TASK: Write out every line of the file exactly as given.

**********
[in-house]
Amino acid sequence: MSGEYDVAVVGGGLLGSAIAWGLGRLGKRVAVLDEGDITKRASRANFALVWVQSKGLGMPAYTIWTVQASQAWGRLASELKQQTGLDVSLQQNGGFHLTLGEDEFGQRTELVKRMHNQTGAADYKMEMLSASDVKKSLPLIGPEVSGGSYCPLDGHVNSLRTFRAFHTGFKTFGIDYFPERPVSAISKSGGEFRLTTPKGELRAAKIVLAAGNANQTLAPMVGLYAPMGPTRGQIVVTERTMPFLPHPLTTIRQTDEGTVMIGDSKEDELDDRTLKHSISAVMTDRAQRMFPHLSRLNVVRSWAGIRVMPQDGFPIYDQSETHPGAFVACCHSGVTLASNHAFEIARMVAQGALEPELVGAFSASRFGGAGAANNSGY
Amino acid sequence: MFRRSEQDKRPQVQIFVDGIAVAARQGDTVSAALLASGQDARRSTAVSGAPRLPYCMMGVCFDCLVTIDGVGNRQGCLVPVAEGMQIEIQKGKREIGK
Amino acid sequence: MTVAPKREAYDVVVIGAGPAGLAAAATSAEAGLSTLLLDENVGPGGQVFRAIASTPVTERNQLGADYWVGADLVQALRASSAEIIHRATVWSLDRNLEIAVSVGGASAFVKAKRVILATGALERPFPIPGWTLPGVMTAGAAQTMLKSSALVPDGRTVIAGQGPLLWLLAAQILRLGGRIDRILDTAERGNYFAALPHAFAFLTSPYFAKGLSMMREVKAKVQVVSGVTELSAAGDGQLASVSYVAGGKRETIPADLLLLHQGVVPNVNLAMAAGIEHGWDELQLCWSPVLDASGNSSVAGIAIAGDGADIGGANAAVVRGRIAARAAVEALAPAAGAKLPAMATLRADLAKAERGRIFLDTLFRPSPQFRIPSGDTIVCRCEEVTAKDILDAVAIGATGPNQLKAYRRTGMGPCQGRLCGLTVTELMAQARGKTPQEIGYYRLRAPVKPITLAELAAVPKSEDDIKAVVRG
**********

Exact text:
[in-house]
Amino acid sequence: MSGEYDVAVVGGGLLGSAIAWGLGRLGKRVAVLDEGDITKRASRANFALVWVQSKGLGMPAYTIWTVQASQAWGRLASELKQQTGLDVSLQQNGGFHLTLGEDEFGQRTELVKRMHNQTGAADYKMEMLSASDVKKSLPLIGPEVSGGSYCPLDGHVNSLRTFRAFHTGFKTFGIDYFPERPVSAISKSGGEFRLTTPKGELRAAKIVLAAGNANQTLAPMVGLYAPMGPTRGQIVVTERTMPFLPHPLTTIRQTDEGTVMIGDSKEDELDDRTLKHSISAVMTDRAQRMFPHLSRLNVVRSWAGIRVMPQDGFPIYDQSETHPGAFVACCHSGVTLASNHAFEIARMVAQGALEPELVGAFSASRFGGAGAANNSGY
Amino acid sequence: MFRRSEQDKRPQVQIFVDGIAVAARQGDTVSAALLASGQDARRSTAVSGAPRLPYCMMGVCFDCLVTIDGVGNRQGCLVPVAEGMQIEIQKGKREIGK
Amino acid sequence: MTVAPKREAYDVVVIGAGPAGLAAAATSAEAGLSTLLLDENVGPGGQVFRAIASTPVTERNQLGADYWVGADLVQALRASSAEIIHRATVWSLDRNLEIAVSVGGASAFVKAKRVILATGALERPFPIPGWTLPGVMTAGAAQTMLKSSALVPDGRTVIAGQGPLLWLLAAQILRLGGRIDRILDTAERGNYFAALPHAFAFLTSPYFAKGLSMMREVKAKVQVVSGVTELSAAGDGQLASVSYVAGGKRETIPADLLLLHQGVVPNVNLAMAAGIEHGWDELQLCWSPVLDASGNSSVAGIAIAGDGADIGGANAAVVRGRIAARAAVEALAPAAGAKLPAMATLRADLAKAERGRIFLDTLFRPSPQFRIPSGDTIVCRCEEVTAKDILDAVAIGATGPNQLKAYRRTGMGPCQGRLCGLTVTELMAQARGKTPQEIGYYRLRAPVKPITLAELAAVPKSEDDIKAVVRG